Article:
I had earlier posted an article about a high probability of Israel vs Iran war, but I guess people here are taking it lightly(costata commented). ALl this Hamas Israel peace talks sound BS.

We need to see what are the further warning signs and what is going to happen. I prefer not to be paranoid, but sometime precaution will help in preparing.

if Iran war happens, my thinking is

- with a higher Oil price, I think dollar reserve usage can be prolonged further along.
- Gold will go up
- East could be effected especially India which depends on Middle East Oil(unlike China which can open Russian route)


Wil Martindale said...

Jeff,
A point well taken, it just unnerves me when the lies are so cunning and the sheople so gullible.

I have taken my medication, and am feeling much better now. ;0)

byiamBYoung said...

Michael H = Kenny Loggins
RJP = Drew Carey

Okay, I've figured it out...

FOFOA = http://tinyurl.com/yjjm2vx

:D

Good night, all.

RJPadavona said...

ByB,

Thanks. That was a funny clip! You know, I never watched that show. I was in the hoosegow during most of that show's run. And as you can imagine, since The Drew Carey Show wasn't a rap video, NBA, or The Young and the Restless, it didn't get much play in the big house :(

But I found other forms of entertainment. Like reading about this golden boy.

==================

Milton didn't get the big picture on certain things, but one of his most memorable ideas was that the Fed should be replaced with a computer. This would probably be kinda hard with the Fed's dual mandate, but with the ECB's (and eventually all CBs) single mandate of price stability (maintaining the 2% target), I can't think of any reason why the Chairman/President of a CB couldn't be replaced by Watson at some point in the AG future.

People will eventually get used to the idea that money is not wealth. So, when money becomes just another utility in the minds of humans, I don't see why its management shouldn't be like many municipal water systems or electric grids of today.... Computer programs direct where, when, and how much of the flow is necessary, depending on the needs of the system.


byiamBYoung said...

RJP,

Love The WHO.

I work in tech. A couple of lines of code can change everything, and not always for the better. A digital Bernanke would IMO necessitate a whopper of an oversight committee.

I prefer a human who fears lynching.

Cheers

Tony said...

Jd'A,

Is that a solicitation to showcase your paper gold trading prowess? If so, I vote an enthusiastic "yes" to get your interview booked! If your Zoboomafoo jargon is half as entertaining as your written word, it should be a riot!

byiamBYoung said...

RJP,

By the way, I'm also a southern boy (well, transplanted in my youth from NYC).

We should get together sometime to down some brown liquor and shoot something.

Cheers

Michael dV said...

If there is is any shooting going on I should definitely be invited. I promise I DO have the most & bestest toys. Only to a guy with access to dynamite will I yield.

byiamBYoung said...

Michael dV,

Props

Cheers

Michael dV said...

I love shooting. A couple of years ago I started 50 BMG competition. I was on the world championship team this year (largely thanks to 2 of the 4 on the team, but at least I didn't hold them back). I have about 15 different calibers and especially like building the AR15 type rifle. They are like Barbie dolls for guys. 'ohhh this one would look pretty with a earth tone butt and a Trijicon scope'. I used to do a lot of rock climbing but shooting agrees more with being just this side of elderly.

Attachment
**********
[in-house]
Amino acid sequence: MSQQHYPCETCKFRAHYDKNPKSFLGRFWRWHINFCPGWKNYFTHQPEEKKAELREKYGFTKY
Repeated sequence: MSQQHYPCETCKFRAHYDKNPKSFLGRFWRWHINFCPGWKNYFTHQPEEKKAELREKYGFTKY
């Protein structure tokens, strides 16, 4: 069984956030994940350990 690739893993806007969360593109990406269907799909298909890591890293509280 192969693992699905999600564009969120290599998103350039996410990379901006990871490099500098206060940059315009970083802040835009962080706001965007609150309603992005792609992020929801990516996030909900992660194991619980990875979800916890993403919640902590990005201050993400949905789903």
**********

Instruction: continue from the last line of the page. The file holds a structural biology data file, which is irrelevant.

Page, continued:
byiamBYoung said...

Michael dV,

I used to own a rock climbing gym. Blew out my finger tendons bouldering :(

Sounds like I could seriously learn from you on the weaponry. Kudos on the world championship team placement. I bet they don't just give those away.


Cheers

anand srivastava said...

dieuwer:

I am not able to see the graph, but I have read that the very low unemployment period was just before the collapse. Basically before the point the HI started.

Also if we talk about basics. Both Deflations and HyperInflations are Deflations in real terms. The only difference being that in plain deflations the currency is alive so people who have currency can spend it, while in HyperInflations the Currency is gone, the only people who are doing well are those that are near the printer.

In both cases people involved in basic necessities will survive. I would think that in Deflations there will be more jobs because people do have money and the currency is stable. In HyperInflation the govt jobs are more or less safe, but the Govt is still contracting, albeit slowly. So jobs will be going down in the public sectors, and also the salary will not be very good.

I would think HI will be worse for anybody. Young people will survive in either, they can do some work. Old people who have their savings only in social security may lose out in deflation as well, as social security may get impacted in deficit reduction.

Remember the old people while using their savings will provide some jobs for people. This avenue for jobs is very less in HI.

costata said...

anand et al,

I don't want to butt in on your inflation versus deflation discussion but I think there are a couple of pieces of information that might help your analysis. Obviously deflations are very rare in the kind of currency regimes we have been under for the past several decades.

You have to go back to the first phase of the Great Depression to find a period in which there was obvious and high deflation. According to at least one account I read the deflation reached 42 per cent in the USA. It doesn't really matter if it wasn't that high because deflation is a very potent poison for an economy. Even in relatively small "doses" it's deadly.

Under deflationary hard money conditions the impact on employers is very severe. The key problem is that employees find it difficult to accept falling nominal wages. This is especially so when the need is for them to anticipate increased purchasing power (falling prices) in the future and accept lower wages right now.